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Greek tragedy from Cal Shakes: 'The Orestia' is online on Jan. 15

Greek tragedy from Cal Shakes: 'The Orestia' is online on Jan. 15

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If the events of the past week or more have called to mind an unfolding Greek tragedy, this week provides an opportunity to compare our own current political plight with stories first performed in 483 BCE.

California Shakespeare Theatre — Cal Shakes — in their first performance since 2019, will present an online reading of “The Oresteia,” a trilogy of tragic dramas by the ancient Greek dramatist Aeschylus.

This free, virtual reading is on Friday, Jan. 15, at 5:30 p.m.

‘The Oresteia was originally intended for Cal Shakes’ 2020 season, which was canceled because of the coronavirus pandemic.

Cal Shakes announcement read, “In light of the upheaval in our nation’s capital. And with the inauguration on the horizon, we are turning to Aeschylus, and we didn’t want this unprecedented political moment to pass without sharing it with you.”

Playwright Ellen McLaughlin has “freely” adapted this production from Aeschylus’ works; it’s directed by Eric Ting, Cal Shakes’ artistic director.

The release quotes McLaughlin asking, “How do we believe in governance when we’ve seen it desecrated? How do we believe in the fundamental good of the human spirit when we’ve seen it at its worst? What do we do in the aftermath of mayhem that has been of our own creation?’”

McLaughlin’s adaptation “wrestles with its themes of family, war, power, sacrifice, and our collective responsibility to disrupt the tragedies amongst us with mercy, compassion, and grace — as a means of wrestling with our own uncertainties, our own hopes.”

“The Oresteia,” the only complete trilogy of ancient Greek dramas that has survived, tells the story of the house of Atreus in three plays, “Agamemnon,” “Choephoroi” (Libation Bearers) and “Eumenides” (“Kind Goddesses”).

In the first play, King Agamemnon returns victorious from the Trojan War, only to be murdered by his wife, Clytemnestra, and her lover, Aegisthus. Clytemnestra, sister of Helen of Troy, murders Agamemnon partly to avenge the death of her daughter Iphigeneia, whom Agamemnon had sacrificed for his victory, partly because of her love for Aegisthus and partly as an agent for the curse on Agamemnon’s family, the House of Atreus.

The enigmatic songs of the chorus raise the themes of theology, politics, and blood relationships that continue through the trilogy.

The second play takes its title from the chorus of women servants who bring propitiatory offerings to Agamemnon’s tomb. “Choephroi” covers the revenge of Agamemnon’s children, Electra and Orestes. His son Orestes slays Aegisthus, but only reluctantly follows the god Apollo’s bidding to murder his mother. He flees Argos, guilt-wracked, maddened and pursued by the Furies, female incarnations of his mother’s curse.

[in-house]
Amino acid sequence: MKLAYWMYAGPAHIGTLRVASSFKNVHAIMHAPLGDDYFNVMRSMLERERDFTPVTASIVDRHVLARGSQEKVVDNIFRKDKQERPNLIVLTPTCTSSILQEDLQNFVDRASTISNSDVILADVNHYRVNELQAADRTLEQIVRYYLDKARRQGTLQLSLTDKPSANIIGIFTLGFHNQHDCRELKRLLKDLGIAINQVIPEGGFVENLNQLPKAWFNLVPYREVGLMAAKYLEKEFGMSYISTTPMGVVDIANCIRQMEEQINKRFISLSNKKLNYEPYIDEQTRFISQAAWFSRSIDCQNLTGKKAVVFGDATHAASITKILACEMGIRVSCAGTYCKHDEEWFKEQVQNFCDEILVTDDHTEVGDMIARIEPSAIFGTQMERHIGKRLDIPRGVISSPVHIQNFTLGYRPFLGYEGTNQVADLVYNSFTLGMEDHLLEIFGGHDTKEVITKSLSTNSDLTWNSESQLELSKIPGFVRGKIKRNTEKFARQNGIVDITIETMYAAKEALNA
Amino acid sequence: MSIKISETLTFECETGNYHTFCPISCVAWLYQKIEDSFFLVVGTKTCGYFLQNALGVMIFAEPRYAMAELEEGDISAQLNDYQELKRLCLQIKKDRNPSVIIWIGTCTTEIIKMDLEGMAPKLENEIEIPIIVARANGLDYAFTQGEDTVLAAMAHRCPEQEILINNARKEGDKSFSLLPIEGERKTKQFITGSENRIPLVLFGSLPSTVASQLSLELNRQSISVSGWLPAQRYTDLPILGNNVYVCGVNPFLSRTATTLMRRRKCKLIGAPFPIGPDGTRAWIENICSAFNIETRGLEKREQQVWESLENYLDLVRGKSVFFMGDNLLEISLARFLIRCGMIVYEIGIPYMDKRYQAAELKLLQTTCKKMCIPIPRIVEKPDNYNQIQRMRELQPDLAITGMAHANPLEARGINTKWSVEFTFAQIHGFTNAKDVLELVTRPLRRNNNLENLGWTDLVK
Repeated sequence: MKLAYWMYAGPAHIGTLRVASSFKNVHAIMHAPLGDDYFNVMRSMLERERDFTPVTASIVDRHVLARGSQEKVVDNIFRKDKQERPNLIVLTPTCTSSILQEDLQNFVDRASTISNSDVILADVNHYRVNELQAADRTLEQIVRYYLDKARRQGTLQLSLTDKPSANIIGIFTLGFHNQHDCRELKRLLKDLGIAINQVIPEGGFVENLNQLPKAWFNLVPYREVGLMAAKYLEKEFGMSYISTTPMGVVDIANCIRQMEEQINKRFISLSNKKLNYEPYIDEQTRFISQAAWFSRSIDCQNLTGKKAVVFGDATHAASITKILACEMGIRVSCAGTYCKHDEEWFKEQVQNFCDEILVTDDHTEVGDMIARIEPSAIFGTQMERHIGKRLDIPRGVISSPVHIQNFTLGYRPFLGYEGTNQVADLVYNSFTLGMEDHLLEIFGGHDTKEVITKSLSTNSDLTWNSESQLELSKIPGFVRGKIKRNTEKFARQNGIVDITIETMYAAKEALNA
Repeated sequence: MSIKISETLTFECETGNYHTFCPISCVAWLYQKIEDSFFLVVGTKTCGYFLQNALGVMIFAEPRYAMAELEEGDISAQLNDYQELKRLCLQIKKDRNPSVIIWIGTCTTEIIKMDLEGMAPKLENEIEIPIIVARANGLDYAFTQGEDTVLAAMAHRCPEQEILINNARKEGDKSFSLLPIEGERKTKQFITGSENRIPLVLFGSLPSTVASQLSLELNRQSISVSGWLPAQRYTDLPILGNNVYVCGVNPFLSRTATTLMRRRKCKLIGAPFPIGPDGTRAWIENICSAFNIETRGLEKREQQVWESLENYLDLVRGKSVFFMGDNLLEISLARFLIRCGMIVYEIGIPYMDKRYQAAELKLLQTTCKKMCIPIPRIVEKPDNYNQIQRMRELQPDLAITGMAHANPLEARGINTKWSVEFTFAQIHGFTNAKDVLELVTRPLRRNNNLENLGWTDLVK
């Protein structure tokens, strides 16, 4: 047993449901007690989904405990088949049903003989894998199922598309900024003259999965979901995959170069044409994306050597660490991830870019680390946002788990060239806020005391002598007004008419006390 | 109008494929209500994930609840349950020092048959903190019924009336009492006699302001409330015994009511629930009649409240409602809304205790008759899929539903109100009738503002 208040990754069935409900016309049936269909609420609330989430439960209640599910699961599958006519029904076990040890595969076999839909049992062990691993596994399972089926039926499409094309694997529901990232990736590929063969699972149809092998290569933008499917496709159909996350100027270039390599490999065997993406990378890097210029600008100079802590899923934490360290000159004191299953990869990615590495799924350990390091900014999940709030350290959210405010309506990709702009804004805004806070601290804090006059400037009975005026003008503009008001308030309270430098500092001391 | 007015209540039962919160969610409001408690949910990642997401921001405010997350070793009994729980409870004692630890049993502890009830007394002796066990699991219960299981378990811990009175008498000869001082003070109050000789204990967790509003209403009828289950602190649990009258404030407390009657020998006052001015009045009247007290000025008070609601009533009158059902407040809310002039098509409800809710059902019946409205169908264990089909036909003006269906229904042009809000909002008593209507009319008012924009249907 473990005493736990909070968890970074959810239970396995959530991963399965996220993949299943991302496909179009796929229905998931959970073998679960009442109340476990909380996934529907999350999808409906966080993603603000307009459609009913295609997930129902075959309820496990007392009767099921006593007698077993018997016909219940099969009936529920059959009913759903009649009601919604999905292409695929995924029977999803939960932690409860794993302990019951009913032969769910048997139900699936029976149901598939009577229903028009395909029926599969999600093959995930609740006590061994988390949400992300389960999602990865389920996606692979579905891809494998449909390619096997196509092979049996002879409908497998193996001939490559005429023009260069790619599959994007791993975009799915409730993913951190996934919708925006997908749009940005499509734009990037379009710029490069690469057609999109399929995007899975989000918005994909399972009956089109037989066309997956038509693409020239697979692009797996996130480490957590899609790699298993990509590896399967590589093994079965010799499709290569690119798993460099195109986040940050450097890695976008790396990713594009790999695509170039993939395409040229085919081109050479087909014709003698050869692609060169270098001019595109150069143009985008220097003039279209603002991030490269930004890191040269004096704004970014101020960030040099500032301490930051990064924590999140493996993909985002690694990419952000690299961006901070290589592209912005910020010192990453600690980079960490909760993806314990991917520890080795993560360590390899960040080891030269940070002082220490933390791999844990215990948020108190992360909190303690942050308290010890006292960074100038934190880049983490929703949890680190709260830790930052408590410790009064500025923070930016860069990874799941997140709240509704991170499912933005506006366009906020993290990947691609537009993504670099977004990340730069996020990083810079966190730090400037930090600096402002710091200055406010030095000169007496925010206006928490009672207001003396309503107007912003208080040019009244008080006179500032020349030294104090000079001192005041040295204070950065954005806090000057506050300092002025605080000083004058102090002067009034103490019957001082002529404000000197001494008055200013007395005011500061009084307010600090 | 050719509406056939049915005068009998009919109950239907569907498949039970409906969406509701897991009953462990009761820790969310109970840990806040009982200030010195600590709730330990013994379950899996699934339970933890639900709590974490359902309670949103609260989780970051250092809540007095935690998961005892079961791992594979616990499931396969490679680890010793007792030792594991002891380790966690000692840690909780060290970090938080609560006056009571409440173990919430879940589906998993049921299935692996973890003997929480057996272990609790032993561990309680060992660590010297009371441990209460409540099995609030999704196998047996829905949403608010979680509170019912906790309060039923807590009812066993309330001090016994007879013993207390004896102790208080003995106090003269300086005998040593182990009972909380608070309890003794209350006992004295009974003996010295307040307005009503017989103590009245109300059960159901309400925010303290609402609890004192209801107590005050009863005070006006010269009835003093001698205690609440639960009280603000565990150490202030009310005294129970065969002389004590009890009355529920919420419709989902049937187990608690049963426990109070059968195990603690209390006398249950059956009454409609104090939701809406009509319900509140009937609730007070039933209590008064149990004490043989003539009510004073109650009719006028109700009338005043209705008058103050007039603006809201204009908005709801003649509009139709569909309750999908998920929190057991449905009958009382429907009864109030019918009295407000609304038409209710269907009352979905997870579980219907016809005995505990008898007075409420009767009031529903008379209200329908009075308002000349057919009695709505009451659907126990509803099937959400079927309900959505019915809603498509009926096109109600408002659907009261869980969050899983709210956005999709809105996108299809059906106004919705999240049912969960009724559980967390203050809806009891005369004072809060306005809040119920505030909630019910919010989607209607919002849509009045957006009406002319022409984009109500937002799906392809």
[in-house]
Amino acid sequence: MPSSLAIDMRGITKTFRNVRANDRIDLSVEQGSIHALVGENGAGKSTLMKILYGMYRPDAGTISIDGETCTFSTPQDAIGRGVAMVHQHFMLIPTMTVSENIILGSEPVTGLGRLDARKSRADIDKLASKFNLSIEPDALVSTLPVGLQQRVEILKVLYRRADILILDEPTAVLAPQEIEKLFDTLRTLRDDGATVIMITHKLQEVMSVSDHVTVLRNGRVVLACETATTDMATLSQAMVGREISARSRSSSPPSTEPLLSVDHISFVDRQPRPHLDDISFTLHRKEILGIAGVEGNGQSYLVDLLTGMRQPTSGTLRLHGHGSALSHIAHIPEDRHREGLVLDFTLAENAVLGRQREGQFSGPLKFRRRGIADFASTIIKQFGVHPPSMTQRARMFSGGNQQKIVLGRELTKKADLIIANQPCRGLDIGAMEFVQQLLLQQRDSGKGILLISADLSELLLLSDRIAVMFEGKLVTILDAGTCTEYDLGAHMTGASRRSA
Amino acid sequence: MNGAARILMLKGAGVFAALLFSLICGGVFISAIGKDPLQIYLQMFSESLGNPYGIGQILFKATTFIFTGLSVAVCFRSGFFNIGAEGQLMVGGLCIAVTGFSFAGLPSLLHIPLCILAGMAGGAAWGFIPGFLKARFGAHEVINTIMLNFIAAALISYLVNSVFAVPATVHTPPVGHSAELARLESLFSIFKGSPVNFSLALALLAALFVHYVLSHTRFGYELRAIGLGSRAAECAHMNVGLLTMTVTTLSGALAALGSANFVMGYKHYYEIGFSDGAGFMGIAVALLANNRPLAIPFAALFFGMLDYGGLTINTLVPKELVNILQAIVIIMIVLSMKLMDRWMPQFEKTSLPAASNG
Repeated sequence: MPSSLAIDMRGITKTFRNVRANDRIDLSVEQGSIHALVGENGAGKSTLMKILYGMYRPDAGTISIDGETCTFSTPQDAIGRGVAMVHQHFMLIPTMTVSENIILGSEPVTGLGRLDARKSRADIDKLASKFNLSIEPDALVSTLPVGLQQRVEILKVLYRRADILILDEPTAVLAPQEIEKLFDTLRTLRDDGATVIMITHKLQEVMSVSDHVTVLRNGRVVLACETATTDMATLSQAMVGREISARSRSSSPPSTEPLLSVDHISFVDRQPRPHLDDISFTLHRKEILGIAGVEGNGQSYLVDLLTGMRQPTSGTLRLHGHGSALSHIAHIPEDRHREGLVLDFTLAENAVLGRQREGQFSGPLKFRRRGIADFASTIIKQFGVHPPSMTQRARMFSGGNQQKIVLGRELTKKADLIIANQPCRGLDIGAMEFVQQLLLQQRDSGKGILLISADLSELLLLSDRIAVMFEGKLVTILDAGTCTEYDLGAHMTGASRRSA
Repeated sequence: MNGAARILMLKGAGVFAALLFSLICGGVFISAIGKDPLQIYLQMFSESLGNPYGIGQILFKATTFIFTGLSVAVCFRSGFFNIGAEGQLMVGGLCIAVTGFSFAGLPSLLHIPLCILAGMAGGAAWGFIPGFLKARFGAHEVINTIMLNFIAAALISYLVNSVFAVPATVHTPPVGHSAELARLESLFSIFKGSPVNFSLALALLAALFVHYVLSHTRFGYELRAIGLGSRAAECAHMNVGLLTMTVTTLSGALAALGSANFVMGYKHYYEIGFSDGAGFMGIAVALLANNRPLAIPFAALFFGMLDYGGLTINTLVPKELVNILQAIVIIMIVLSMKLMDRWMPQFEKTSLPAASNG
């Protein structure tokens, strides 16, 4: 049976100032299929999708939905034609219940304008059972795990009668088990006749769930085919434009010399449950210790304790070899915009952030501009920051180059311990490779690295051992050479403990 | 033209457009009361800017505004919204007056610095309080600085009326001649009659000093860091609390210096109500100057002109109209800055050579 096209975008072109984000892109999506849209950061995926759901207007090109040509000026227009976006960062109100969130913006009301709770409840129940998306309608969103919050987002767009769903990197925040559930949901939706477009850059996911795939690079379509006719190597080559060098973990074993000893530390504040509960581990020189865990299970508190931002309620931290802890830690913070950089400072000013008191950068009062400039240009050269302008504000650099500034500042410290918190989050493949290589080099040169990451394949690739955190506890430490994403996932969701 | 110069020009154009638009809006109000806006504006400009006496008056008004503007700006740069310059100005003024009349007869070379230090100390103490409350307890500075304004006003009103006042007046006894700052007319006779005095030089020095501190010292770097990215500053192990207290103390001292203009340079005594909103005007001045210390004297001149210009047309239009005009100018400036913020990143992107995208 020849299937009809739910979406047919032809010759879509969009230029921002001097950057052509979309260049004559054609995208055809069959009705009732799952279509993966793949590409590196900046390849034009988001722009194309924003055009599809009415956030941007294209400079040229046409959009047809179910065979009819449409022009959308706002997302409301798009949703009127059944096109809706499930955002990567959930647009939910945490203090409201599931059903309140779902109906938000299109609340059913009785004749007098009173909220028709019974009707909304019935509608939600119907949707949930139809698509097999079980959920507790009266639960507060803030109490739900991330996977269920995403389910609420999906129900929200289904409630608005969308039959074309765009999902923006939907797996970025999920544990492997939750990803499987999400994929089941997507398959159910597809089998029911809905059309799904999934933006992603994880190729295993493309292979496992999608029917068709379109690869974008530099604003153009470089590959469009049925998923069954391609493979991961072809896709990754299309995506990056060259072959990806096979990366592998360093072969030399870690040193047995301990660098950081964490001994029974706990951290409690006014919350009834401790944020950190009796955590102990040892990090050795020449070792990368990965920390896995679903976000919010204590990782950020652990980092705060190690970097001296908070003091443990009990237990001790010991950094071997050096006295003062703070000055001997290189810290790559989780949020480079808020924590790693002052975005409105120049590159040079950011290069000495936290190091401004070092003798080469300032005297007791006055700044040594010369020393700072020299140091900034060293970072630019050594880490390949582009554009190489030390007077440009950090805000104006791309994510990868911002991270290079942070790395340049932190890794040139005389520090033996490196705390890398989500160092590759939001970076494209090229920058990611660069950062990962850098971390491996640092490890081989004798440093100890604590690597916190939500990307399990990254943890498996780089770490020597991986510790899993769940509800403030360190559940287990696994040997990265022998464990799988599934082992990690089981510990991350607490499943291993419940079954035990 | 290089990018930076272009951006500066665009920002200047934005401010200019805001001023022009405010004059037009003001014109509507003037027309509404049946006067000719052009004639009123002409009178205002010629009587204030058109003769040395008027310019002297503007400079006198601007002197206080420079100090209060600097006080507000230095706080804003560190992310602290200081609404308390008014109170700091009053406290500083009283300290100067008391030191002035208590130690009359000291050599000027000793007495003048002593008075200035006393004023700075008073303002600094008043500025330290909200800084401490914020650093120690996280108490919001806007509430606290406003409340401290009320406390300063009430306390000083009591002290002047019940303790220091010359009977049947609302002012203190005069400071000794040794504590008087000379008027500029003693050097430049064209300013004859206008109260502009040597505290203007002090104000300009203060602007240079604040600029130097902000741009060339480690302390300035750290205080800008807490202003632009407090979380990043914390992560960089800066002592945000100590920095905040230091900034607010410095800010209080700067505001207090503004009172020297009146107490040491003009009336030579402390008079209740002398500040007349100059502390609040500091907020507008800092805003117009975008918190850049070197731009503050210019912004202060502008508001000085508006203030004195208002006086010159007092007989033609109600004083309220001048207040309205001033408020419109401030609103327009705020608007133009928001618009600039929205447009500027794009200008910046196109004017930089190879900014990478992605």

“Eumenides” opens at the shrine of Apollo at Delphi, where Orestes has taken sanctuary from the Furies. There, the Delphic oracle commands Orestes to go to Athens to stand trial for matricide. The goddess Athena organizes the trial with a jury of citizens; the Furies are his accusers, and Apollo his defense. The jury’s verdict is divided, and Athena casts the tie-breaking vote for Orestes’ acquittal.

The Furies turn their vengeful resentment against the city until Athena persuades them to instead make it their home where they can live as its kind goddesses, the Eumenides. Thus, the trilogy ends as the cycle of bloody retribution is closed, supplanted by the rule of law and the justice of the state.

Whether one considers “Orestia” a distant mirror or an evening’s escape from the news, it is an option for Friday night.

Cal Shakes had planned to offer “Orestia” as a paid, ticketed event, but said, “ in light of current events, it feels vital to us that we are all invited to participate in the civic discourse of our nation. At Cal Shakes, we do that through stories.”

The ensemble of actors includes Margo Hall, Todd Cerveris, Safiya Fredricks, Francesca Fernandez McKenzie, Cathleen Riddley, Stacy Ross, Sharon Shao, Liz Sklar, Victor Talmadge, Dane Troy and Phil Won.

Register to be sent a link at calshakes.org. Although the performance is free, donations will be accepted.

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CHECK OUT THE WEEK IN CARTOONS

Sasha Paulsen is features editor at the Napa Valley Register. Reach her at spaulsen@napanews.com.

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Features Editor

Sasha Paulsen has been features editor at the Napa Valley Register since 1999. A graduate of Napa High School, she studied English at UC Berkeley and St. Mary's College and earned a Masters in Journalism from the UC Berkeley Graduate School of Journalism.

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